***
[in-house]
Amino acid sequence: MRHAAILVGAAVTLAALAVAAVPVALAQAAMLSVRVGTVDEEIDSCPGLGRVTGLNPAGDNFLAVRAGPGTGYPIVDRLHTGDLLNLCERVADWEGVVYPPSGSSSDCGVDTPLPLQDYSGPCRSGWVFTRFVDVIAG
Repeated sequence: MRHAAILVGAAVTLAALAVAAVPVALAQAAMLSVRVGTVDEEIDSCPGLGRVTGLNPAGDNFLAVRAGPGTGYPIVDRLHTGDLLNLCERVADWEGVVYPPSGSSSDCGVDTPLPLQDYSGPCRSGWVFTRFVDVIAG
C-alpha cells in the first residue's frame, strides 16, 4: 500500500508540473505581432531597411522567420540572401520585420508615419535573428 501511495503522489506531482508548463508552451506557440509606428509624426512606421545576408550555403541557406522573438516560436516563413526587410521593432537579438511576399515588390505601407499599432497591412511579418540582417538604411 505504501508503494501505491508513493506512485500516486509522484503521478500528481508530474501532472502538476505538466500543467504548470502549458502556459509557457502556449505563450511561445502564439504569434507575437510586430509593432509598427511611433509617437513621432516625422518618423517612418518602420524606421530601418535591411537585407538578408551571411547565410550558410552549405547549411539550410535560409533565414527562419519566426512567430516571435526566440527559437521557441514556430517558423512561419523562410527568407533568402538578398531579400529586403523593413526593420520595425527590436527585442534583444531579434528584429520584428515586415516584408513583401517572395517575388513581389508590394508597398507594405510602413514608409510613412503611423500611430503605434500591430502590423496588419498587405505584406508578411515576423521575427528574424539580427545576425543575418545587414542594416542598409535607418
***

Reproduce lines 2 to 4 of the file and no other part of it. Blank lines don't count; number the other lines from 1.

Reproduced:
Amino acid sequence: MRHAAILVGAAVTLAALAVAAVPVALAQAAMLSVRVGTVDEEIDSCPGLGRVTGLNPAGDNFLAVRAGPGTGYPIVDRLHTGDLLNLCERVADWEGVVYPPSGSSSDCGVDTPLPLQDYSGPCRSGWVFTRFVDVIAG
Repeated sequence: MRHAAILVGAAVTLAALAVAAVPVALAQAAMLSVRVGTVDEEIDSCPGLGRVTGLNPAGDNFLAVRAGPGTGYPIVDRLHTGDLLNLCERVADWEGVVYPPSGSSSDCGVDTPLPLQDYSGPCRSGWVFTRFVDVIAG
C-alpha cells in the first residue's frame, strides 16, 4: 500500500508540473505581432531597411522567420540572401520585420508615419535573428 501511495503522489506531482508548463508552451506557440509606428509624426512606421545576408550555403541557406522573438516560436516563413526587410521593432537579438511576399515588390505601407499599432497591412511579418540582417538604411 505504501508503494501505491508513493506512485500516486509522484503521478500528481508530474501532472502538476505538466500543467504548470502549458502556459509557457502556449505563450511561445502564439504569434507575437510586430509593432509598427511611433509617437513621432516625422518618423517612418518602420524606421530601418535591411537585407538578408551571411547565410550558410552549405547549411539550410535560409533565414527562419519566426512567430516571435526566440527559437521557441514556430517558423512561419523562410527568407533568402538578398531579400529586403523593413526593420520595425527590436527585442534583444531579434528584429520584428515586415516584408513583401517572395517575388513581389508590394508597398507594405510602413514608409510613412503611423500611430503605434500591430502590423496588419498587405505584406508578411515576423521575427528574424539580427545576425543575418545587414542594416542598409535607418